Our next destination was Longshan Temple, reachable via the MRT Bannan Line. Just alight at Longshan Temple station. Another thing I learnt about taking MRT in Taiwan is that all the stations whether they belong to Danshui, Xindian, Zhonghe or Bannan line, they are considered under the same system.
So if you are travelling to a different line like I did from GongGuan (Xindian line) to Longshan Temple (Bannan line), you don’t have to buy two tokens even though you have to switch lines at Taipei Main Station later. Just look at the map for the required amount to travel to your destination and purchase the token accordingly.
It’s not like KL where LRT, Monorail and KTM meet at the same station but require different tickets to work.


Once you reach LongShan Temple MRT station, there’s a short underground tunnel that you need to go through before reaching the temple. Along the tunnel were some shops offering fortune telling and traditional facial hair removal services.


There are actually five temples in Taiwan named Longshan Temple 龍山寺. It serves as a place of worship for the locals but for me, it’s a place to admire Taiwanese classical architecture.


Offerings by the devotees.


There were many shops to eat around the temple. We didn’t eat there because we already planned to have our lunch at Yong Kang Street.


Across the road from Longshan Temple is Meng Chia Park, some plaza-like place with hawkers and old folks hanging around chit chatting. It’s pretty scary here due to the homeless people lurking around so we didn’t stay long.


Then it’s back to MRT station again. Since we traveled on MRT the most I figured that it should make an appearance too.


Instead of tickets, their MRT station accepts token with the fare programmed into it. The gates are fitted with a scanner that scans the amount stored in the token, faster and more straightforward compared to using tickets. And when you’re exiting, just insert the token into the slot.


From Longshan Temple, we traveled to Daan station for Yong Kang Street (永康街). Yong Kang Street is a concentration of some of the most famous restaurants in Taipei, which was the only reason we came here.
Although many guides suggest that Yong Kang street is reachable by foot from Daan station (15 minutes), I highly suggest you not to attempt that unless you’re familiar with the streets. Because even with a map in hand, we had difficulty looking for it and ended up taking a taxi for NT$100. We felt it was definitely the correct decision after realizing the crazy distance we had to walk if not by taxi!


Lao Zhang Beef Noodles Shop (老张牛肉面店) was our first stop for lunch, located just next to Yong Kang street.


The beef noodle here is available in three different soups – clear, tomato or spicy. I was reserved about the latter two’s taste so we ordered the clear one just to be safe.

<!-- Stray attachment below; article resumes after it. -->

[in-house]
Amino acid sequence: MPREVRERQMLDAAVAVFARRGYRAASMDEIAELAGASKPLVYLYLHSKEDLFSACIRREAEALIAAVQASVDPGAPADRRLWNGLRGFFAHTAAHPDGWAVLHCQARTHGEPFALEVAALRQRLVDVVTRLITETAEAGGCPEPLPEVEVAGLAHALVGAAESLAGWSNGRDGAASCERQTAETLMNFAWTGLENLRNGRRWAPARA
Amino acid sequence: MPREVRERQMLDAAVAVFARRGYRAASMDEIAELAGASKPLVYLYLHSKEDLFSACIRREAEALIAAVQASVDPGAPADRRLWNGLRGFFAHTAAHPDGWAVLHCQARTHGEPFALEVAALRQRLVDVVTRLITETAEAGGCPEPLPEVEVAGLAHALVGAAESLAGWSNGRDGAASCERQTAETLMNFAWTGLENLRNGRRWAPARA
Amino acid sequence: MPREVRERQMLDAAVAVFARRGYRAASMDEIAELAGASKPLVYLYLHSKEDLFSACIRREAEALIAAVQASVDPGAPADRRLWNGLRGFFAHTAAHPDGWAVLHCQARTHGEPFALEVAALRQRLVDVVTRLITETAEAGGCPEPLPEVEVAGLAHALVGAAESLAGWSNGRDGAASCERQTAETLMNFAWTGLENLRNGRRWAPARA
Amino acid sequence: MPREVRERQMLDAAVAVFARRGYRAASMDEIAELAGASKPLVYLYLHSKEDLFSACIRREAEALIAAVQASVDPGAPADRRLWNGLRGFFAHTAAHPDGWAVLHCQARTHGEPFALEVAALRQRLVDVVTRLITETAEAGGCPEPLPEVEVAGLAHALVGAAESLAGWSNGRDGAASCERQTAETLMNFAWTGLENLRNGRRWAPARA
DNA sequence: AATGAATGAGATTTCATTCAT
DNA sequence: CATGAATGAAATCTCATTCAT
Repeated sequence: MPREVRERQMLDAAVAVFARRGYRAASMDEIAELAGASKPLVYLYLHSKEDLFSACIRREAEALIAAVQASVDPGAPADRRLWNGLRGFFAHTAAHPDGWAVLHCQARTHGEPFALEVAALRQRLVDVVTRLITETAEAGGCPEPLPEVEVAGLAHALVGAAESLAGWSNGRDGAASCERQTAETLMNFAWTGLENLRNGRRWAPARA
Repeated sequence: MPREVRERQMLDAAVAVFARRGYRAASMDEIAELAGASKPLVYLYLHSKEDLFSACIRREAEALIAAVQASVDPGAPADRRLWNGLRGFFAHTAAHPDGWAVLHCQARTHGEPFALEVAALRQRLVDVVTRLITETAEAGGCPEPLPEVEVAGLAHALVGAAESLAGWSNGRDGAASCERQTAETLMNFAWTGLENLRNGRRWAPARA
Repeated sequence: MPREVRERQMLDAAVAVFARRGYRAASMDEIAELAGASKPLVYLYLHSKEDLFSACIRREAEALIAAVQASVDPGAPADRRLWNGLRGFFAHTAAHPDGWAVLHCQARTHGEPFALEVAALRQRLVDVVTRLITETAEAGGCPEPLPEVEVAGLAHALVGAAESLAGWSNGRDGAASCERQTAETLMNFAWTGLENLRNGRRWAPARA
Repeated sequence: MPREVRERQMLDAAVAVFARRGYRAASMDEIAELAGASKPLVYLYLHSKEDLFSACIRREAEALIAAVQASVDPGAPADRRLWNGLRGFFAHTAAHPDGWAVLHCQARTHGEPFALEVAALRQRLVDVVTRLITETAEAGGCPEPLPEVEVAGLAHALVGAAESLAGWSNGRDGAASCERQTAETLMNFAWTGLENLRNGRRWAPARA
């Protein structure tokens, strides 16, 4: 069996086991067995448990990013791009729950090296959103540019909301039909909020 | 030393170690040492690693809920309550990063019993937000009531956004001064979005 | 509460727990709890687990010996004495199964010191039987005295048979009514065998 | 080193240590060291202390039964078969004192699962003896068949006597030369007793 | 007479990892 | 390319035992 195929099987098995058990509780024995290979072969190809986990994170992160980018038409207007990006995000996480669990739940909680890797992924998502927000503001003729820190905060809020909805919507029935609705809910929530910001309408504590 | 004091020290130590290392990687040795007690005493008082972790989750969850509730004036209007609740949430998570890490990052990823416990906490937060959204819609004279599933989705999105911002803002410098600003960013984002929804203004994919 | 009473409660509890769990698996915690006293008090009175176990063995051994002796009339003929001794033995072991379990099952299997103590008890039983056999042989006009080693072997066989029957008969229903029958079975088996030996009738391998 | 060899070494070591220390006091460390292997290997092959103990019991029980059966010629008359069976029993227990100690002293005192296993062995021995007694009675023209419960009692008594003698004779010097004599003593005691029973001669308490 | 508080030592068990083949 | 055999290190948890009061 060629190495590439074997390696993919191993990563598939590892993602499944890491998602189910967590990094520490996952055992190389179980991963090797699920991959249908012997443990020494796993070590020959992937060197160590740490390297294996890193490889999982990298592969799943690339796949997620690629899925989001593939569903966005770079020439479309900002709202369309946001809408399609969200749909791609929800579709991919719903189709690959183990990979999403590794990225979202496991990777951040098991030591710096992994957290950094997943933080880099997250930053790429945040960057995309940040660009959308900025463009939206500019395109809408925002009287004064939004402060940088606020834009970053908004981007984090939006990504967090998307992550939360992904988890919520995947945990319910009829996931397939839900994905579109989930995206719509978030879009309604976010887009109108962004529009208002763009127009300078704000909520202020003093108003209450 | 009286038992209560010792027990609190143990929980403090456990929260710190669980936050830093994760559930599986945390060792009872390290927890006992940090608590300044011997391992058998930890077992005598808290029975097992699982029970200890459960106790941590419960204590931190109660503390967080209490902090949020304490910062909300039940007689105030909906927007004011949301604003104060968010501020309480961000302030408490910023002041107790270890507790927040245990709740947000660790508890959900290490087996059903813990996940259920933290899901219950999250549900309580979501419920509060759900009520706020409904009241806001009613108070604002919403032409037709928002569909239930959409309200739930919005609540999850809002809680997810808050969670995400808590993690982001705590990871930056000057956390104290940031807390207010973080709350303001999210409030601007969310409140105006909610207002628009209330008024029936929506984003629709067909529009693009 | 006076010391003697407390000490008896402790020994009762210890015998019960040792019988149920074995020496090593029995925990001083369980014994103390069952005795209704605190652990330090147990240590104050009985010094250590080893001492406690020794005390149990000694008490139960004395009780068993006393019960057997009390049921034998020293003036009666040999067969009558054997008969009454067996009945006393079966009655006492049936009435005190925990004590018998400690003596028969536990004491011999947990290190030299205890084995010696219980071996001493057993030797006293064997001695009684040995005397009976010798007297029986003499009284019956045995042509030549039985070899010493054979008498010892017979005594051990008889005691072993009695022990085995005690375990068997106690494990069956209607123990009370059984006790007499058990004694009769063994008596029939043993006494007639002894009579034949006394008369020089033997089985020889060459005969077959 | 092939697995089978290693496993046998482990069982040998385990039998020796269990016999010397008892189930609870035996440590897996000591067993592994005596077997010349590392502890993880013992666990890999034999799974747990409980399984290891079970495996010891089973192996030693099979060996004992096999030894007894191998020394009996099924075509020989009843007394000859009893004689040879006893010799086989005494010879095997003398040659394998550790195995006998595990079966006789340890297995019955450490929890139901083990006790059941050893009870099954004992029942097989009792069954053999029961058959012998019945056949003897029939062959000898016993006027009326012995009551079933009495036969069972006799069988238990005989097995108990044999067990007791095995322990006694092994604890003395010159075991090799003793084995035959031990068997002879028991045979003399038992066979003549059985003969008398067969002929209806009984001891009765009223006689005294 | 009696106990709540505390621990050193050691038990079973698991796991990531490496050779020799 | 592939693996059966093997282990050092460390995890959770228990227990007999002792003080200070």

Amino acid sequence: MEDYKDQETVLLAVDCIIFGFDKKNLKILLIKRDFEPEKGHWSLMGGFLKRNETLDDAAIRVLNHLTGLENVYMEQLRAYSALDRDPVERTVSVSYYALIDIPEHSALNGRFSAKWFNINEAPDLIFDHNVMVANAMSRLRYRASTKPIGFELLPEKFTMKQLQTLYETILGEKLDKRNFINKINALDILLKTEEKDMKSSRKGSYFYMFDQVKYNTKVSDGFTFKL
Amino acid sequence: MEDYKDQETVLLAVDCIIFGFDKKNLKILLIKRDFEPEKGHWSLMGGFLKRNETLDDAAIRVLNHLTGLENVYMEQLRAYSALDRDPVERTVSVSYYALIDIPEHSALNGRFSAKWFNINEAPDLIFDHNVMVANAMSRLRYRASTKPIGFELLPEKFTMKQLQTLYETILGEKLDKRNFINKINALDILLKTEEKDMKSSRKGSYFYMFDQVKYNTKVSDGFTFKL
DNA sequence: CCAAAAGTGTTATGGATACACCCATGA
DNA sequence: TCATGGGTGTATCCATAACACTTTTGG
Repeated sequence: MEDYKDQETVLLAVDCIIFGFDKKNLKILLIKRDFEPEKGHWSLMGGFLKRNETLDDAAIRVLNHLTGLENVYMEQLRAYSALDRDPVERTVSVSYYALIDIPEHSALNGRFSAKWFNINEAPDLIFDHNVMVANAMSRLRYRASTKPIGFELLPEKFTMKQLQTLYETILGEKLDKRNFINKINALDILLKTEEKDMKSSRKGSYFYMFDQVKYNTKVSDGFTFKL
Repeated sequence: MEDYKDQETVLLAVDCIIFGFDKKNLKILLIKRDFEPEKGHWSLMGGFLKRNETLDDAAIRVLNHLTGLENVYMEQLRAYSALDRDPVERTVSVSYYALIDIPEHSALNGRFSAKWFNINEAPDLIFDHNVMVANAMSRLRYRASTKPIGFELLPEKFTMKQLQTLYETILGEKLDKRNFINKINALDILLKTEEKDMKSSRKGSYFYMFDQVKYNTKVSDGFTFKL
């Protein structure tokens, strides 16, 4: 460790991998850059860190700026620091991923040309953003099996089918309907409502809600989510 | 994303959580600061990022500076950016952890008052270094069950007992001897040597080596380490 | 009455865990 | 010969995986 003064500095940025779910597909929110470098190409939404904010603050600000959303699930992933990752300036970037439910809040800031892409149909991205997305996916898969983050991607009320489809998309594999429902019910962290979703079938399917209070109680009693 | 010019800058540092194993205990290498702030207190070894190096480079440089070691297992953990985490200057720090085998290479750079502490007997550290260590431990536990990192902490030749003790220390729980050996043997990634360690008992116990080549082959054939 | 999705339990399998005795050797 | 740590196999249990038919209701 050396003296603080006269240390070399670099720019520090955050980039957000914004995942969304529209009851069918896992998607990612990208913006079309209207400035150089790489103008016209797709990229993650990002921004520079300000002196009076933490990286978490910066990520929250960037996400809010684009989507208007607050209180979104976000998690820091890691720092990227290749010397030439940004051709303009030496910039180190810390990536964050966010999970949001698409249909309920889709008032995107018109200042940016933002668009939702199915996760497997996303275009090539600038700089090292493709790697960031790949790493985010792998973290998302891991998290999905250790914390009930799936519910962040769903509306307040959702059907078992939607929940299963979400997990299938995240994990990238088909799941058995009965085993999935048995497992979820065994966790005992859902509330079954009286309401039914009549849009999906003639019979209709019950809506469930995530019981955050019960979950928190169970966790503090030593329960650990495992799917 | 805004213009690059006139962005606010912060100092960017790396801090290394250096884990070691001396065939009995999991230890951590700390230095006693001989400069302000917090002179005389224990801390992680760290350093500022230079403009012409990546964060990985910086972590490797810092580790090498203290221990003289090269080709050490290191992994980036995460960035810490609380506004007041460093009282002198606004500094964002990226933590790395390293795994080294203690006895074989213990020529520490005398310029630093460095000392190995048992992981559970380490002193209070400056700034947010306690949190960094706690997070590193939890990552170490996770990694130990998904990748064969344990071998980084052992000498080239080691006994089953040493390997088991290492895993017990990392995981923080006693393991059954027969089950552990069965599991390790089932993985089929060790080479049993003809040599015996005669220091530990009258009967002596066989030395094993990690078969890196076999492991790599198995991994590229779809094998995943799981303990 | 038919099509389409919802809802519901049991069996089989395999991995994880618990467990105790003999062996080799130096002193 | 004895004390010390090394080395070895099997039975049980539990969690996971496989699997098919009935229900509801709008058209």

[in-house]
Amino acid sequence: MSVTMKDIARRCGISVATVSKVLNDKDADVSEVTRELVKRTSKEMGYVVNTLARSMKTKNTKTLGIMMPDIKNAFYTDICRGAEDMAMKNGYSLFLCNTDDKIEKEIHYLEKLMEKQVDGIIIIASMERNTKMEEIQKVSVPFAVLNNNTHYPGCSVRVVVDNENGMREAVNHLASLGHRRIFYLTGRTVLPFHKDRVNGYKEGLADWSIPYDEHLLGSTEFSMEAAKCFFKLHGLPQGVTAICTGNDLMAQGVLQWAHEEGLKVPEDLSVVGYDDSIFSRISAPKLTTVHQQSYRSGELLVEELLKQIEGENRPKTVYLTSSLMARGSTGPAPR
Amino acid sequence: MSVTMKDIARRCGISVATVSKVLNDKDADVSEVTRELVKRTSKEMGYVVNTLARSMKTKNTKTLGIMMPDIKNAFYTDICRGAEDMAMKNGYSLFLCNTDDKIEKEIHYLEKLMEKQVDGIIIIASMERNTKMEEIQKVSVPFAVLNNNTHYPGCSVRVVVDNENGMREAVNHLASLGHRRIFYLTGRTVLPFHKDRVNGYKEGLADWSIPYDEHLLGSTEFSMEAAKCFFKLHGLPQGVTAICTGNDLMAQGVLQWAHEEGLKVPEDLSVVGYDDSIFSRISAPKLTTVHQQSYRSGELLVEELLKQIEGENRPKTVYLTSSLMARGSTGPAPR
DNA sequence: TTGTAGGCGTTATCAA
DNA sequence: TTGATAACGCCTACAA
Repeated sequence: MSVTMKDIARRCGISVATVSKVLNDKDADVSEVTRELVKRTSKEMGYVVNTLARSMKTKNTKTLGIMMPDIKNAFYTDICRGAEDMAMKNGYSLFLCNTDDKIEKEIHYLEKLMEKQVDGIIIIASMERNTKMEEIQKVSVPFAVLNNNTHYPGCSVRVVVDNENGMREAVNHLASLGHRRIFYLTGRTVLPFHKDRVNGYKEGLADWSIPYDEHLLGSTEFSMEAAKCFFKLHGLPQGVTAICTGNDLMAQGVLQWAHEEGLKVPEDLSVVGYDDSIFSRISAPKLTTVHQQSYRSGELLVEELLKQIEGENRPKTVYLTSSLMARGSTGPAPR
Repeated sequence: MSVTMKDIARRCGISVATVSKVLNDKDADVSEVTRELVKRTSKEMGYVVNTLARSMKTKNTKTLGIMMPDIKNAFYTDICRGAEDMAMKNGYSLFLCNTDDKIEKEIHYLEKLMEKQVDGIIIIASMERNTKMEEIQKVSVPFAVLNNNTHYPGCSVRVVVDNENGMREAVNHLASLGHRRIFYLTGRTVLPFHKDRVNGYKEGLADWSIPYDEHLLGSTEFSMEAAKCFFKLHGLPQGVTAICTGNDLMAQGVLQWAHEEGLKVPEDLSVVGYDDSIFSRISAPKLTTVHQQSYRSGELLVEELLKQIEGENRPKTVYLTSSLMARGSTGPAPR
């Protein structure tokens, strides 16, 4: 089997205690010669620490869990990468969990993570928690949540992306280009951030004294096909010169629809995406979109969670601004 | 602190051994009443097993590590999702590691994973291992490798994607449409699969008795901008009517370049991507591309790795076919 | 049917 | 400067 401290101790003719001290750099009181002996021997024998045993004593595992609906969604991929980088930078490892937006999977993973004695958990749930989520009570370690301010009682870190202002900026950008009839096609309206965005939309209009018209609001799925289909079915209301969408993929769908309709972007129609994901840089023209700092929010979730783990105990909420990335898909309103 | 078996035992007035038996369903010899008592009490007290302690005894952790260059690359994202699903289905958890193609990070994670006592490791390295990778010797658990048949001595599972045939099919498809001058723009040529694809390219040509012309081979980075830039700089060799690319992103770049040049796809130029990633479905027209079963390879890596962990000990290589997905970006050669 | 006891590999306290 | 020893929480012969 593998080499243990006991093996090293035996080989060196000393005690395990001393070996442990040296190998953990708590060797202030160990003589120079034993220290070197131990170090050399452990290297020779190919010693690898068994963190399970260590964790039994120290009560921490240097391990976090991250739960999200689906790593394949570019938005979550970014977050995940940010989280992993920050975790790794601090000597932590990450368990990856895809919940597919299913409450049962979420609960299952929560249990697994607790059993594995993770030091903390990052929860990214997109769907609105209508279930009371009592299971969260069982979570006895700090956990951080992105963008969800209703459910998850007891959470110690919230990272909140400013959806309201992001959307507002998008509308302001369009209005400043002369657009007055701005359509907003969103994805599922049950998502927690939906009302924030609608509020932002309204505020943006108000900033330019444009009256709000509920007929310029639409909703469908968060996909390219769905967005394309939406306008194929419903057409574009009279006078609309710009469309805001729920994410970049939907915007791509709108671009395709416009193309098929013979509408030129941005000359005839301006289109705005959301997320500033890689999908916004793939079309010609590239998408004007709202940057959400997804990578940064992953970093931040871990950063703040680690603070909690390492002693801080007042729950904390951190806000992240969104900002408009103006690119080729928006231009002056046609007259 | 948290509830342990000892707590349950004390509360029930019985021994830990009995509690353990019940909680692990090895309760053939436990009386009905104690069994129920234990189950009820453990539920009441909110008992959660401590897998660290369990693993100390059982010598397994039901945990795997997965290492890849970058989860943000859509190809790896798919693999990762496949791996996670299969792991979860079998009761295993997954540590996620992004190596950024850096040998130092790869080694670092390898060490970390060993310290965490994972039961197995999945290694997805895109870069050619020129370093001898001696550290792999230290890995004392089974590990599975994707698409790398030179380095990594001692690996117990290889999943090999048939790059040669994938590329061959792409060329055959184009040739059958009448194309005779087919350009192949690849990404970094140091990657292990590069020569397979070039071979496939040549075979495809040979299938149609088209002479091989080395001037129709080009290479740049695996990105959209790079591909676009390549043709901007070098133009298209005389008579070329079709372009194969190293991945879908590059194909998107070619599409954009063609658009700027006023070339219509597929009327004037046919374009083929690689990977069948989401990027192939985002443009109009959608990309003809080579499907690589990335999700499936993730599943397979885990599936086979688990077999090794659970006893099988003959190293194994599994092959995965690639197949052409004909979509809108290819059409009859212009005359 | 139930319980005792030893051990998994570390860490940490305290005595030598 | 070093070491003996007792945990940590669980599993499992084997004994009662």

Besides the soup, you can also specify the kind of meat you want. It could be all meat, all tendon or half meat and half tendon. We took the half meat half tendon to have a taste of both sides.


The beef noodle was not bad, not so heavy tasting if compared to ours. But the beef was damn nice, tender and flavorful.


We also tried their Dan Dan Mian, quite tasty too. Altogether both noodles cost NT$280.


Then we walked to Din Tai Fung (鼎泰丰), known as one of the best restaurants to bring your foreign friends to in Taiwan aka tourist trap. The long queue is not entirely due to its popularity but also because of the restaurant’s small size.


This branch we went is the first and original branch, located on Xinyi Road. Founded in 1958, Din Tai Fung has since grown to becoming one of the world’s top 10 restaurants in 1993. They have restaurants located all around the world including Malaysia at The Gardens, Mid Valley too.
Tell you what, I never dined at The Gardens’ one before lol. We ordered the mandatory Steamed Pork Dumplings (小笼包 Xiao Long Bao), ten for NT$170.


Well, I think the taste is the same as those we would get in Malaysia.


We also had the Shrimp Wanton @ NT$150. After this meal we felt really tired and our feet was damn sore. So we took a short rest in our hostel, took a bath to refresh ourselves before going to Taipei 101.


The cheapest way to reach Taipei 101 is to alight at Taipei City Hall (市政府) MRT station and take a 10-15 minutes walk. There’s a mall under Taipei 101, looking all grand and impressive but it was pretty deserted even on a weekend night.
Although many other taller buildings are being constructed in Dubai and Shanghai, Taipei 101 will remain as the world’s tallest building until any of them are actually completed. With a height of 508 meters, it also housing the world’s biggest passive wind damper, with a diameter of 5.5 meters and weighing 660 metric tons(!)